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Interesting 56-H auction result from late 2013

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  • Interesting 56-H auction result from late 2013

    http://en.argusdesmontres.com/antiqu...55400_1288.php

    I stumbled across this listing from Antiquorum and though it worth sharing with the forum.
    All the goodies were included:
    Accompanied by the original warranty and COSC certificate and original fitted box
    B
    Last edited by Watch Carefully; 01-06-2014, 04:18 PM.

  • #2
    Gorgeous. Probably worth every penny. Did "we" know that Rado only built 911?
    Solve all your doubts through question mode.

    Comment


    • #3
      Originally posted by Henry Krinkle View Post
      Did "we" know that Rado only built 911?
      Yes, it was published in Fritz Von Osterhausen's book Wristwatch Chronometers (Callwey Verlag, Munich, 1996):



      What "we" may not be sure of is whether this number includes the non-56-H models such as Ref. 11821 (with the Mido-like Chronometer appliqué on the dial). I suspect they are included in the 911 count, which makes the 56-H models rarer than I originally thought (eg. before we authenticated the others).

      Addendum: I would venture to guess that the 56-H models were produced in two series between '57 & '65 and the 11821 from thence until 1972. My reasoning is partially the information published above and also:
      • the early 56-H non-date models used AS 1361N movements (Mark I) and the later models used AS 1701 (Mark II)
      • all the paperwork I've seen for date model 56-Hs (like mine) indicate production/sales dates prior to 1966.
      • the case style of the 11821 is very similar to the Day-Night (post-1965) Ref. 11847 (IIRC)
      • the 1972 date is consistent with Rado ceasing to use 5-digit reference numbers


      The questions is still unanswered what 56-H stands for...because of the 1957 introduction is it possibly some reference to Sputnik (thus the shooting star above earth on 56-H case backs)? It's not a 56-hour power reserve.

      NOTE: addendum 2017-- this thread introduces some new information. It is clear now that 3 series of Chronometers were made:
      1957-1962 56-H with AS 1361N
      1962-1968 56-H with AS 1701
      1968-1972 Ref. 11821 with AS1858 or AS1901
      Last edited by Watch Carefully; 12-18-2017, 02:47 PM.

      Comment


      • #4
        I read sometime that (then) USSR made deck chronometers for their battleships and designated them 56-H. I haven't read what that refers to, though. I was thinking that the 'code' or 'model' was referring to a precise time measuring equipment (not necessarily the Rado or the Russian watch) during the era.

        One interesting note on the link's description:
        ...Straight line lever escapement...
        in reference to the AS 1700/01.

        Father once discussed to me that the arrangement of train wheels with the fourth wheel as sub-seconds wheel is the true 'straight-line' lever escapement as found in pocketwatch movements. According to him, it is the most efficient arrangement in terms of power delivery down to the escapement. I don't see any mechanical advantage on modern power train where the center wheel and the fourth wheel lie on the same axis, other than the advantage of simplifying the train, to eliminate the floating sub-seconds pinion to obtain the central sweep seconds placement and not actually straight-line.
        Tempus fugit...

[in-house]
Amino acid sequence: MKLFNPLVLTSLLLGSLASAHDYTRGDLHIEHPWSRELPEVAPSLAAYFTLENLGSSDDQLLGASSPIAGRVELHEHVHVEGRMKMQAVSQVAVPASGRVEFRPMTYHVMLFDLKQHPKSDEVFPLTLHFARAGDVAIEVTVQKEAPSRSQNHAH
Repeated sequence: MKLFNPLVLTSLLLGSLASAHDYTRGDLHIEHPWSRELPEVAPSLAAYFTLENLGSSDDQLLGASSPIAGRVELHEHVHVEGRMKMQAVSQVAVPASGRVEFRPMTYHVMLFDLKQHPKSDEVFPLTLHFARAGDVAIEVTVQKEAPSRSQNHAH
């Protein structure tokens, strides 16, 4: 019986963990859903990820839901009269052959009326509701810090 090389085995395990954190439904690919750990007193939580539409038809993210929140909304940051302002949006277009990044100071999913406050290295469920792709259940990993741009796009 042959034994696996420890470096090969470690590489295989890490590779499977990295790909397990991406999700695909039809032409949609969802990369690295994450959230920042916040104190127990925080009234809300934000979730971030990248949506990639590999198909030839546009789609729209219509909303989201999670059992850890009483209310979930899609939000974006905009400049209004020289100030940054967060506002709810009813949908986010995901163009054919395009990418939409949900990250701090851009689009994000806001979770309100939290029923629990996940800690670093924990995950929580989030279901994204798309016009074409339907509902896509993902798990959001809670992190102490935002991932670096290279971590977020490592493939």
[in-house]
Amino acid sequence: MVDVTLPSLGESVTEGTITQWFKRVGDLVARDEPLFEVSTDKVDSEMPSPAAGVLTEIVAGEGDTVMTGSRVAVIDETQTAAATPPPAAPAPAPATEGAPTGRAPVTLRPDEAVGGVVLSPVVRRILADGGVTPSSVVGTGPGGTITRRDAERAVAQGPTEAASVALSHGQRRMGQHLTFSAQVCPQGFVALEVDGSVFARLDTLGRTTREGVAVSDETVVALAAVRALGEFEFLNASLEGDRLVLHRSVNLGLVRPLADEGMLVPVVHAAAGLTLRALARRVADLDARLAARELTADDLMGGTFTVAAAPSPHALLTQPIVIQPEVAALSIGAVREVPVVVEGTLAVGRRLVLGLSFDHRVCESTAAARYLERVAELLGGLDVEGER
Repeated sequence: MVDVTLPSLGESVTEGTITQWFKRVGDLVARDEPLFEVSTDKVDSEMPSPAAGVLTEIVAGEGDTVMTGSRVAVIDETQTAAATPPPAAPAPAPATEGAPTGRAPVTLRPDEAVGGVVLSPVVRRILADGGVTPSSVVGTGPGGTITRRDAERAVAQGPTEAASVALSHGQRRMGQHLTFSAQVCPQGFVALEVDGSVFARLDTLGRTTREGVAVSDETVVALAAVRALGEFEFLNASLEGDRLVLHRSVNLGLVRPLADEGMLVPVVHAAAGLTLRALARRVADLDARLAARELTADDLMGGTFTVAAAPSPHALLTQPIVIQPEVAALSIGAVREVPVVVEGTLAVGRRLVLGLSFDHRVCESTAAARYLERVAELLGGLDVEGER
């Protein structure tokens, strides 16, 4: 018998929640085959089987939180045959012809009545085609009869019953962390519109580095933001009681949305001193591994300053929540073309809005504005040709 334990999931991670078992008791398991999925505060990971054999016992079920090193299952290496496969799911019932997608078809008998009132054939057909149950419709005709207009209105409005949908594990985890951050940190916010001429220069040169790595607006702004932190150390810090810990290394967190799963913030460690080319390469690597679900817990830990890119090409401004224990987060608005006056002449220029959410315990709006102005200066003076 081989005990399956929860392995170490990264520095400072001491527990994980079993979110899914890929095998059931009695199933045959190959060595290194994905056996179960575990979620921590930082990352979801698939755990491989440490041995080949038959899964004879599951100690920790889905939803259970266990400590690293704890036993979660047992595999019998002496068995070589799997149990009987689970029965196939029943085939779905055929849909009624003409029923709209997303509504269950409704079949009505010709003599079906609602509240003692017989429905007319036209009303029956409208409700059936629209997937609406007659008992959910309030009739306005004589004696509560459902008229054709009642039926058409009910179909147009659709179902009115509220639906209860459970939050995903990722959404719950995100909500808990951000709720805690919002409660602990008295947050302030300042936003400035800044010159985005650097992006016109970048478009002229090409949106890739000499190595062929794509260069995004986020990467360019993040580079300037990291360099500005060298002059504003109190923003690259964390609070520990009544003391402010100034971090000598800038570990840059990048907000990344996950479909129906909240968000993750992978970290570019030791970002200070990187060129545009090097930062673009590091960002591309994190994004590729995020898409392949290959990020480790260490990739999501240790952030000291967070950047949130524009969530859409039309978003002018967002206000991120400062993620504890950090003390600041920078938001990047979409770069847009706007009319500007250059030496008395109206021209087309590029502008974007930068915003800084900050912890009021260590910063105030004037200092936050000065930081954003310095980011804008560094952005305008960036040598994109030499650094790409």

Comment


        • #5
          Wow that was a fantastic acquisition for some lucky individual. I hope the new owner has an appreciation for Rado.

          Comment


          • #6
            Originally posted by Watch Carefully View Post
            Yes, it was published in Fritz Von Osterhausen's book Wristwatch Chronometers (Callwey Verlag, Munich, 1996):



            What "we" may not be sure of is whether this number includes the non-56-H models such as Ref. 11821 (with the Mido-like Chronometer appliqué on the dial). I suspect they are included in the 911 count, which makes the 56-H models rarer than I originally thought (eg. before we authenticated the others).

            Addendum: I would venture to guess that the 56-H models were produced in two series between '57 & '65 and the 11821 from thence until 1972. My reasoning is partially the information published above and also:
            • the early 56-H non-date models used Felsa movements (Series I) and the later models used Schild (Series II)
            • all the paperwork I've seen for date model 56-Hs (like mine) indicate production/sales dates prior to 1966.
            • the case style of the 11821 is very similar to the Day-Night (post-1965) Ref. 11847 (IIRC)
            • the 1972 date is consistent with Rado ceasing to use 5-digit reference numbers


            The questions is still unanswered what 56-H stands for...because of the 1957 introduction is it possibly some reference to Sputnik (thus the shooting star above earth on 56-H case backs)? It's not a 56-hour power reserve.
            Hi Brad!

            Never heard about a Felsa movement in a Rado 56-H chronometer. Following Von Osterhausen in his book and from what I know, Rado used AS-movements only: First the 1361N(from 1957), then the 1701 date(from 1962), then the 1858 date(from 1968).



            This is my AS 1361N chronometer movement from a 56-H. It still wears an "R-line"-logo, so 1957 should be right.



            The German 1962 catalogue shows a 56-H with date, so 1962 for the AS 1701 d should also be right.

            So I assume the two series of 56-H chronometers are the one with the AS 1361N and the one with the AS 1701 d.
            I don´t know how long the 56-Hs were made or sold. In the 1967 booklet they are still mentioned:



            The booklet came with the purchase of a CC MkI in 1967, but can be older.


            Indeed the account of 911 Rado chronometers before 1972 contains all of them, not only the 56-Hs. So the Japan chronometers and maybe DiaStar chronometers before 1972 are included which actually makes the 56-Hs even rarer.

            Of course, all of the chronometers before 1972 have no COSC-certification because the COSC was founded not before that year. I don´t know which observatory/ies Rado used before, maybe the one in Biel/Bienne, that would be the nearest to Lengnau/Longeau. But the differences between the Swiss observatories shouldn´t have been to large before the COSC came to norm the test procedure.